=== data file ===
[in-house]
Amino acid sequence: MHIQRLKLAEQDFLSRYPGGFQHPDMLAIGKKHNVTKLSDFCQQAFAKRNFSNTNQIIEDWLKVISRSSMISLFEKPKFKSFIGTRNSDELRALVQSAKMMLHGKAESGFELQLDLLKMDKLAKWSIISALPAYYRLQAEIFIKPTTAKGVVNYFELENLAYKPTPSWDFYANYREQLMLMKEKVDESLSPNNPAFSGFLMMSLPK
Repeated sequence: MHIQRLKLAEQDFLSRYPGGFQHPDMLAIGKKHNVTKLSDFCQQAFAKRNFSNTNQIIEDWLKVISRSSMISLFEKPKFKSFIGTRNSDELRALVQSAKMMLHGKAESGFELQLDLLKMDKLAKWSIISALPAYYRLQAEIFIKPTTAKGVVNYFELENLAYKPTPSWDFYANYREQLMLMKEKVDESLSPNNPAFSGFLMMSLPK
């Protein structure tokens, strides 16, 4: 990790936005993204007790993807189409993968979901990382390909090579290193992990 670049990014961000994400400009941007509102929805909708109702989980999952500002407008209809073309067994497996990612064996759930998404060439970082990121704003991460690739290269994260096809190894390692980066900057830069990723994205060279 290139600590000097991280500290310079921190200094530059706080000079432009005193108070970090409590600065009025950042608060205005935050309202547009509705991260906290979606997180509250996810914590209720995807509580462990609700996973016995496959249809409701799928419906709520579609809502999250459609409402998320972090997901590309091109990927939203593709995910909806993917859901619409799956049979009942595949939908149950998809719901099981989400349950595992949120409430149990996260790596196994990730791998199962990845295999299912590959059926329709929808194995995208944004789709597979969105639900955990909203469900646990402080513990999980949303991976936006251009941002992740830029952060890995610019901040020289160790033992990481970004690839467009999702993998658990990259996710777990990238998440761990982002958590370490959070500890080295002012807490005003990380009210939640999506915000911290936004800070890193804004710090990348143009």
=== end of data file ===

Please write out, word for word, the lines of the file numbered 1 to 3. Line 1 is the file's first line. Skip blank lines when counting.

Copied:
[in-house]
Amino acid sequence: MHIQRLKLAEQDFLSRYPGGFQHPDMLAIGKKHNVTKLSDFCQQAFAKRNFSNTNQIIEDWLKVISRSSMISLFEKPKFKSFIGTRNSDELRALVQSAKMMLHGKAESGFELQLDLLKMDKLAKWSIISALPAYYRLQAEIFIKPTTAKGVVNYFELENLAYKPTPSWDFYANYREQLMLMKEKVDESLSPNNPAFSGFLMMSLPK
Repeated sequence: MHIQRLKLAEQDFLSRYPGGFQHPDMLAIGKKHNVTKLSDFCQQAFAKRNFSNTNQIIEDWLKVISRSSMISLFEKPKFKSFIGTRNSDELRALVQSAKMMLHGKAESGFELQLDLLKMDKLAKWSIISALPAYYRLQAEIFIKPTTAKGVVNYFELENLAYKPTPSWDFYANYREQLMLMKEKVDESLSPNNPAFSGFLMMSLPK